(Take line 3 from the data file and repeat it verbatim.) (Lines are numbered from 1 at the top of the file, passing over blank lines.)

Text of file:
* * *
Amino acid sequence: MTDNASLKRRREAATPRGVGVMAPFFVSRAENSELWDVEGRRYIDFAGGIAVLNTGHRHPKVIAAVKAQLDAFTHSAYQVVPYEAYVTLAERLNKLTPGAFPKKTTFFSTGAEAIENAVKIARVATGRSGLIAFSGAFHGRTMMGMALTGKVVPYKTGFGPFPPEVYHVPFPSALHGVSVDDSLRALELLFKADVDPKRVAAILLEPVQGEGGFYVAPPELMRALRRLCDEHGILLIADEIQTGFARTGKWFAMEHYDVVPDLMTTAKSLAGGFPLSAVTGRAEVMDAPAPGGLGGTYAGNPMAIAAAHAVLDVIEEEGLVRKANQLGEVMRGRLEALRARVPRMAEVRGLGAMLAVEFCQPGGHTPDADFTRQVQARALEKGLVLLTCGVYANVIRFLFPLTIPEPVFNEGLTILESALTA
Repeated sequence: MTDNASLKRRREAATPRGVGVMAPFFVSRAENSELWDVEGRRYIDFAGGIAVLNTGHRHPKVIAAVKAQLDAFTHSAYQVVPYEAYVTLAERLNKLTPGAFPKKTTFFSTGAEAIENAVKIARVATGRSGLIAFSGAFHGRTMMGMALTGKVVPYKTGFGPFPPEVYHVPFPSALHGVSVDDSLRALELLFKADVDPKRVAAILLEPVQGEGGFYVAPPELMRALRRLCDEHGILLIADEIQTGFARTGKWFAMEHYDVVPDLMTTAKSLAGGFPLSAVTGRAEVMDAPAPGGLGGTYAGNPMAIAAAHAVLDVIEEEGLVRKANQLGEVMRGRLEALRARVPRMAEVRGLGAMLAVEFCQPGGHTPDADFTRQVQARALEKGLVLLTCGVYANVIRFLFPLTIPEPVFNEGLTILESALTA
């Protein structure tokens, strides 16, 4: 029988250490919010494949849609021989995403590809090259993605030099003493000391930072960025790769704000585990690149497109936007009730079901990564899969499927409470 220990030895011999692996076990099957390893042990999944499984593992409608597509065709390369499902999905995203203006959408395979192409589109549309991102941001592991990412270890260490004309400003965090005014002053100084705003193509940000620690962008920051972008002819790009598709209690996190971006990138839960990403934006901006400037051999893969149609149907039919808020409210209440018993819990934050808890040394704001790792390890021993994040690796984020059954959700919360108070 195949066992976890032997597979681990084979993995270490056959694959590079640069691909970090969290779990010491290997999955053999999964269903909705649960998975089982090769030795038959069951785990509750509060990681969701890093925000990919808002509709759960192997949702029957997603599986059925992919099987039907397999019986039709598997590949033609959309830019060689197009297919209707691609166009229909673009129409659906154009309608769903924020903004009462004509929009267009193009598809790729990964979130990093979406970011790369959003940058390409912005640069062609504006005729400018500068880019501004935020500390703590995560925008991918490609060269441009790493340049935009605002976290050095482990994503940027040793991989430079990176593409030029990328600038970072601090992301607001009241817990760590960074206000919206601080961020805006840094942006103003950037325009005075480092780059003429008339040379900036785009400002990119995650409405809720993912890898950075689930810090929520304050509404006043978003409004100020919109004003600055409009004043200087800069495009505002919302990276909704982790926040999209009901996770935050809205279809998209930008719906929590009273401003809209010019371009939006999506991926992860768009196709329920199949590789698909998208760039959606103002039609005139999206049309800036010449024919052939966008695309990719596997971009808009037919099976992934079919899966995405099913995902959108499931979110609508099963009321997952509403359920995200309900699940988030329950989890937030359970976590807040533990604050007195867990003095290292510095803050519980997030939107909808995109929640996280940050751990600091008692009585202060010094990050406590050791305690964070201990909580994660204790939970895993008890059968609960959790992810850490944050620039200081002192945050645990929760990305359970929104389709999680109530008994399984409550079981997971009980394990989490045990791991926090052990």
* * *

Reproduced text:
């Protein structure tokens, strides 16, 4: 029988250490919010494949849609021989995403590809090259993605030099003493000391930072960025790769704000585990690149497109936007009730079901990564899969499927409470 220990030895011999692996076990099957390893042990999944499984593992409608597509065709390369499902999905995203203006959408395979192409589109549309991102941001592991990412270890260490004309400003965090005014002053100084705003193509940000620690962008920051972008002819790009598709209690996190971006990138839960990403934006901006400037051999893969149609149907039919808020409210209440018993819990934050808890040394704001790792390890021993994040690796984020059954959700919360108070 195949066992976890032997597979681990084979993995270490056959694959590079640069691909970090969290779990010491290997999955053999999964269903909705649960998975089982090769030795038959069951785990509750509060990681969701890093925000990919808002509709759960192997949702029957997603599986059925992919099987039907397999019986039709598997590949033609959309830019060689197009297919209707691609166009229909673009129409659906154009309608769903924020903004009462004509929009267009193009598809790729990964979130990093979406970011790369959003940058390409912005640069062609504006005729400018500068880019501004935020500390703590995560925008991918490609060269441009790493340049935009605002976290050095482990994503940027040793991989430079990176593409030029990328600038970072601090992301607001009241817990760590960074206000919206601080961020805006840094942006103003950037325009005075480092780059003429008339040379900036785009400002990119995650409405809720993912890898950075689930810090929520304050509404006043978003409004100020919109004003600055409009004043200087800069495009505002919302990276909704982790926040999209009901996770935050809205279809998209930008719906929590009273401003809209010019371009939006999506991926992860768009196709329920199949590789698909998208760039959606103002039609005139999206049309800036010449024919052939966008695309990719596997971009808009037919099976992934079919899966995405099913995902959108499931979110609508099963009321997952509403359920995200309900699940988030329950989890937030359970976590807040533990604050007195867990003095290292510095803050519980997030939107909808995109929640996280940050751990600091008692009585202060010094990050406590050791305690964070201990909580994660204790939970895993008890059968609960959790992810850490944050620039200081002192945050645990929760990305359970929104389709999680109530008994399984409550079981997971009980394990989490045990791991926090052990």